On the occasion of the 9 and 10 March European Council meeting, HLHR together with more than 150 non-governmental organizations addressed to the Heads of State and Government a joint statement calling for the end of the xenophobic migration policies
of the EU. The appeal urges EU leaders to take actions in favor of the respect of migrants and refugees rights instead of pushing them into danger.
The common statement:
Dear Heads of state and government ,
We are civil society organisations, which are supported, collectively, by tens of thousands of people across Europe, working with those less fortunate to alleviate poverty, provide essential aid and defend people’s rights.
With xenophobic populism on the rise across Europe and the globe, this is an appeal for leadership to uphold the rights and values that have been founding principles of the European Union for 60 years. Together, we need to prevent legitimate concerns about migration management from being hijacked and used to derail the European project.
On a daily basis, we witness widespread solidarity with people who are fleeing brutal wars, persecution, human rights violations, instability, and extreme poverty. Throughout Europe and the world, we see people welcome refugees and migrants into their communities, open up their homes and donate money, materials and time to help. Only this week, many of them travelled to Brussels to call on you to uphold your commitments to relocate asylum seekers from Greece and “Bring Them Here”. We also hear people expressing their concerns about the future, asking their governments to show leadership and respond to the arrival of large numbers of people.
We take pride in the European commitment to international law and human rights and we look to you to foster and promote this commitment at home and abroad. Yet when increasing numbers of people in need arrived in the summer of 2015, Europe failed to come together and respond with humanity, dignity, and solidarity. To this day, European nations are unwilling to respond in line with their obligations under international and European law, defaulting to responses that keep people far away and out of sight.
We hear you repeating your commitment to European values – respect for human dignity, liberty, democracy, equality, the rule of law and human rights. But we expect to see them in your actions, too. Too many leaders have been preoccupied with stopping people from reaching Europe, at the risk of reducing access to protection for those who need it the most.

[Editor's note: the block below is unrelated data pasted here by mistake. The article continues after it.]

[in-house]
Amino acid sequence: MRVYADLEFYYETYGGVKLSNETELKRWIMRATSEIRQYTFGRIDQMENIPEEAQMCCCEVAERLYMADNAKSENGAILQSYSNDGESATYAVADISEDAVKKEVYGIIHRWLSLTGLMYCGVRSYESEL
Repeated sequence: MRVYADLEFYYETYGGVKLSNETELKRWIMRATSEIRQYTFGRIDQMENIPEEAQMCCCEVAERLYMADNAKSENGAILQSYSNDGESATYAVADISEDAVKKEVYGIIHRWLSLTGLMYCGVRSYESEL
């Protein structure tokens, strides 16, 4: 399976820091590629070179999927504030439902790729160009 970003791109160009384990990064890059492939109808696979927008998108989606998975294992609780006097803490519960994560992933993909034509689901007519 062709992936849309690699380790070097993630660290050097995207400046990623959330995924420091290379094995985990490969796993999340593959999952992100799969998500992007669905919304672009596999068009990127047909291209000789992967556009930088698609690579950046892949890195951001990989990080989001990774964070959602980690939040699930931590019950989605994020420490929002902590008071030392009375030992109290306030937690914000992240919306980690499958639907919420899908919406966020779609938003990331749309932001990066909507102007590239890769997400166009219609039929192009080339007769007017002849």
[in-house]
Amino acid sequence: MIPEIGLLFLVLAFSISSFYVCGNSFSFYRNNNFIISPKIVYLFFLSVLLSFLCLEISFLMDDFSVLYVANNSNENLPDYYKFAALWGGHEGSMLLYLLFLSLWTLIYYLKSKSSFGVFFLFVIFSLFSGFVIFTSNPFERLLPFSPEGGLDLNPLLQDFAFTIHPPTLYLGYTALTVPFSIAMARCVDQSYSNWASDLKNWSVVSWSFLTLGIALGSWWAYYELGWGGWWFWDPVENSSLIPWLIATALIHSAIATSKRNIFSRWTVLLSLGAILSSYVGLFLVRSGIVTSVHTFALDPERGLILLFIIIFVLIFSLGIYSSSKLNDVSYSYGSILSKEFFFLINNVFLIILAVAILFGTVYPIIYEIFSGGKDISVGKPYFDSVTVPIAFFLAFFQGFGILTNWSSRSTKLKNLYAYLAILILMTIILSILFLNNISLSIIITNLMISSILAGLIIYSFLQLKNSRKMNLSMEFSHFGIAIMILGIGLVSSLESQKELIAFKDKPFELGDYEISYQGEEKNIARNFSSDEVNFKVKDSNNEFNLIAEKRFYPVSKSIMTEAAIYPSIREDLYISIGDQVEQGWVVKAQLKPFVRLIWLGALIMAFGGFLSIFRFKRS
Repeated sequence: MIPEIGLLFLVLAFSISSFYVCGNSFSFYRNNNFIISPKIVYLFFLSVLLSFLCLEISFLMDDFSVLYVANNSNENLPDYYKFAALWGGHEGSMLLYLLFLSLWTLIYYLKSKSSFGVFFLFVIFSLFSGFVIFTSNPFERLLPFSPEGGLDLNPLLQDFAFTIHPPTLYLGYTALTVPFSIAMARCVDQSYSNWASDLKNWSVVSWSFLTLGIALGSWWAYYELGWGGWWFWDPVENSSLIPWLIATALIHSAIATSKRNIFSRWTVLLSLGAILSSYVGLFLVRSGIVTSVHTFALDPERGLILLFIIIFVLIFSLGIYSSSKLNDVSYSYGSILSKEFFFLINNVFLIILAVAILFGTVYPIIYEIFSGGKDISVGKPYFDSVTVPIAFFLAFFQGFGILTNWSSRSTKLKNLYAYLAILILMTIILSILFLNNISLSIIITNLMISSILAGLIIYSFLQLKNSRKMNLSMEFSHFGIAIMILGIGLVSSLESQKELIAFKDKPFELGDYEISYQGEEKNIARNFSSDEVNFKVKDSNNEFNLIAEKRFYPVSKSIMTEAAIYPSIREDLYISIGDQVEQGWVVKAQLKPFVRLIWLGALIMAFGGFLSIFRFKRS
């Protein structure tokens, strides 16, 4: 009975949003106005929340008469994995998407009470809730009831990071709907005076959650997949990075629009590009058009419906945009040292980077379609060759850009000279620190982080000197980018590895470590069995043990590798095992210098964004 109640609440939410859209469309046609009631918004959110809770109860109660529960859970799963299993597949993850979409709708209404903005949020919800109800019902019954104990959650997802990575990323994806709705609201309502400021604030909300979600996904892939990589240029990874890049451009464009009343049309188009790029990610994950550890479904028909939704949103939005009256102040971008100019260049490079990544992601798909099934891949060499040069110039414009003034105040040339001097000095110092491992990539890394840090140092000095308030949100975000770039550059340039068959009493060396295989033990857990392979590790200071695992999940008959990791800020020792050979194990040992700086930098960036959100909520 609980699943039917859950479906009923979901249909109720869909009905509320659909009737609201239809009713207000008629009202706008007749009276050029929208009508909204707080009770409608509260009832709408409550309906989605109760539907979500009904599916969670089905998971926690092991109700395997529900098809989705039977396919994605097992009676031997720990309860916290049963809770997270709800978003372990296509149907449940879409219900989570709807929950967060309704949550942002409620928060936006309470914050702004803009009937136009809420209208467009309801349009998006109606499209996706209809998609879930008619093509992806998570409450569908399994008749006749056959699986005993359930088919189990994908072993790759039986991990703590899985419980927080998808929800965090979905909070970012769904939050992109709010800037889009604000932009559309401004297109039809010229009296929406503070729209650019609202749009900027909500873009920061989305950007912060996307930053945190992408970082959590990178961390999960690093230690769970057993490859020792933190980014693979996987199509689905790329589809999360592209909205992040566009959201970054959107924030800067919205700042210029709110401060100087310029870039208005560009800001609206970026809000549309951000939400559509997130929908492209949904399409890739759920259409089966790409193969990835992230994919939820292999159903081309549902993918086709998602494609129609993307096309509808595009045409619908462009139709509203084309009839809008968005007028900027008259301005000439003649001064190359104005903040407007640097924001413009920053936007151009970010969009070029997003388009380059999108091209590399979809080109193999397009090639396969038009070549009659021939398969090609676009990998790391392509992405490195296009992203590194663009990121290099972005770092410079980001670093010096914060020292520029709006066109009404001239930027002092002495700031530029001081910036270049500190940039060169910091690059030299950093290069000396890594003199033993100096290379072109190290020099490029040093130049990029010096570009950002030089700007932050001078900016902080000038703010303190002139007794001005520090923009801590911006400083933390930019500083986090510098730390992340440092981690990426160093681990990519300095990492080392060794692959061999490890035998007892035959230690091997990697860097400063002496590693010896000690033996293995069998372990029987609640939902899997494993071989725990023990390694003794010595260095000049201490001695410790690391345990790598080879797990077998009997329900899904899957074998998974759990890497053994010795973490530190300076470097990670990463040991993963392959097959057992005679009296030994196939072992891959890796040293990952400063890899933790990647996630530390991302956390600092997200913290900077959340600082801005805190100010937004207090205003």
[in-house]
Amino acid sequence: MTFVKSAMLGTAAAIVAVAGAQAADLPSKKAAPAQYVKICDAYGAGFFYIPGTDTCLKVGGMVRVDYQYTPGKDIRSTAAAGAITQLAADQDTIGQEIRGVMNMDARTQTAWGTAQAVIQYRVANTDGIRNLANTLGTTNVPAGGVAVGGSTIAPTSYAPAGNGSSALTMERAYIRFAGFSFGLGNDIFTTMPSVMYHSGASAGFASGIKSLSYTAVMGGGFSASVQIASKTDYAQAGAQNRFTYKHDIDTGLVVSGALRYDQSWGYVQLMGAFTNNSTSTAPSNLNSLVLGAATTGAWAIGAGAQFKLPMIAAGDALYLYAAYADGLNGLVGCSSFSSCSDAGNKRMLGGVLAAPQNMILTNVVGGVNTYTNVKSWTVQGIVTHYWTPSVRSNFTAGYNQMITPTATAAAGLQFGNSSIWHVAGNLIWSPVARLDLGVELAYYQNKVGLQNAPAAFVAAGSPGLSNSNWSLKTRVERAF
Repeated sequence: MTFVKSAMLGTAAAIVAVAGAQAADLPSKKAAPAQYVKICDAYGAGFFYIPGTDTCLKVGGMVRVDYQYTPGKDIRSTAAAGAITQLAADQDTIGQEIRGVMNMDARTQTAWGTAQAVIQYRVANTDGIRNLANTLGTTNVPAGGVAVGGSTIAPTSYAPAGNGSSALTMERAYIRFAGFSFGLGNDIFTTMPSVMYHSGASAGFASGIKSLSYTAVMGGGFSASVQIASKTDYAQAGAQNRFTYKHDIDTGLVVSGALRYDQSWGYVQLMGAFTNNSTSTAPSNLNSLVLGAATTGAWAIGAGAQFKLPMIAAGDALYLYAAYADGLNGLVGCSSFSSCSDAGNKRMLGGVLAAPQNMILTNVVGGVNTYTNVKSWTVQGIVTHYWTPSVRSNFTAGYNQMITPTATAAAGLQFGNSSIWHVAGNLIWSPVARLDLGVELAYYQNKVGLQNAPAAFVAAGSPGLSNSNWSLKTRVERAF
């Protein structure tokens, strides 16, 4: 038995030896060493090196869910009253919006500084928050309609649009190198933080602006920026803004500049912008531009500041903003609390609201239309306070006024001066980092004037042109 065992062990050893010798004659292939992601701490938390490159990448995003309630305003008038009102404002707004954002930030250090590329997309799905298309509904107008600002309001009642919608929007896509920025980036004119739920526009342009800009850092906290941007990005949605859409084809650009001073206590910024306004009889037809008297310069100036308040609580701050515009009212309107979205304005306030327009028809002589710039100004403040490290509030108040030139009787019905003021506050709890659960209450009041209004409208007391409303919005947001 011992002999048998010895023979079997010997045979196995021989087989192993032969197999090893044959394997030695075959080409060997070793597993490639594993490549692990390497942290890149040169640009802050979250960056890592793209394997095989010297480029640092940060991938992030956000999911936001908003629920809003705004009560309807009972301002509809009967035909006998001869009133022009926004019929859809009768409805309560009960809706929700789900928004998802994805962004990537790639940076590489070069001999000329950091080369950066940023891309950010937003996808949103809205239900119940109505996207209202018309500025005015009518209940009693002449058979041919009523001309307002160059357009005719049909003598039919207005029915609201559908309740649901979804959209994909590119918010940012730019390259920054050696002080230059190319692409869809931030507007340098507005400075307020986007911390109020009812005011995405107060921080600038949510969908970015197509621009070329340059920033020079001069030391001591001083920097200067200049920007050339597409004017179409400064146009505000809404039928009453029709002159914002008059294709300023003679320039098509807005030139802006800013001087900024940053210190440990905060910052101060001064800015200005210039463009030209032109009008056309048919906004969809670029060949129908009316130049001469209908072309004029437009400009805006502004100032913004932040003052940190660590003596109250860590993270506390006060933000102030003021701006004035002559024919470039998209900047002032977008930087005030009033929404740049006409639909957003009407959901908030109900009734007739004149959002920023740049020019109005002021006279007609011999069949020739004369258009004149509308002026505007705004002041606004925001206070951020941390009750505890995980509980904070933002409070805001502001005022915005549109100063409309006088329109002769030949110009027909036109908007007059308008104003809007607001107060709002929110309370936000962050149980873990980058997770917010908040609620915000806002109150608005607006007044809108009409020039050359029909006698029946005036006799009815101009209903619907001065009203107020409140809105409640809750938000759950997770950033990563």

You have the responsibility to manage migration in a fair manner that addresses the legitimate concerns of citizens. It must be principled and based on facts, not on populist rhetoric. Strength doesn’t mean turning away those most in need. Strength is about showing a way forward that upholds values.
Further, if the EU and its member states want to remain credible international actors, they cannot expect countries like Turkey, Jordan and Lebanon to host millions of refugees, while simultaneously pushing migrants and refugees back at EU borders or effectively stranding thousands in inhumane living conditions, like on the Greek Islands, along the Western Balkans route or in an uncontrolled conflict zone like Libya. Your decisions have life and death consequences, and if you continue to lower standards, countries around the globe will follow suit.
Instead of countering the rise of xenophobic populists, Europe’s response has too often been to copy their recipes. But an approach based on deterrence and border closures cannot override an effective long-term policy. We expect statesmanship that stands up for humanity and dignity and that addresses people’s fears, instead of fuelling them. We expect sustainable, long-term migration policies that guarantee respect for people’s rights rather than pushing them into danger. These include expanding safe and regular pathways to Europe, such as humanitarian and other visas, increasing resettlement spaces and improving access to family reunification schemes, as well as improving worker mobility across skill levels. Other global concerns such as conflict and instability, poverty, inequality and climate change must remain at the top of the European agenda.
You and your governments must assess the impact of your policies on the human rights and living conditions of women, men and children on the move, as well as Europe’s long standing commitment to uphold these rights and improve the lives of people everywhere.
On the brink of the European Union’s 60th anniversary we ask you to show solidarity, respect for humanity and dignity, and responsibility. We ask you to be truly inspiring leaders for the future. Our commitment to the European Union’s core values cannot falter. Only a Europe that really stands by its values can be a strong and credible leader in a world shaken by increasing populism and so-called alternative facts.
European history is full of people who were forced to flee their homes due to war and persecution. The work European nations have done to develop and protect the rights of people over the last 70 years cannot be lost. Only a Europe that defends the rights of everyone, without exception, is a Europe we can be proud of.
List of signatories here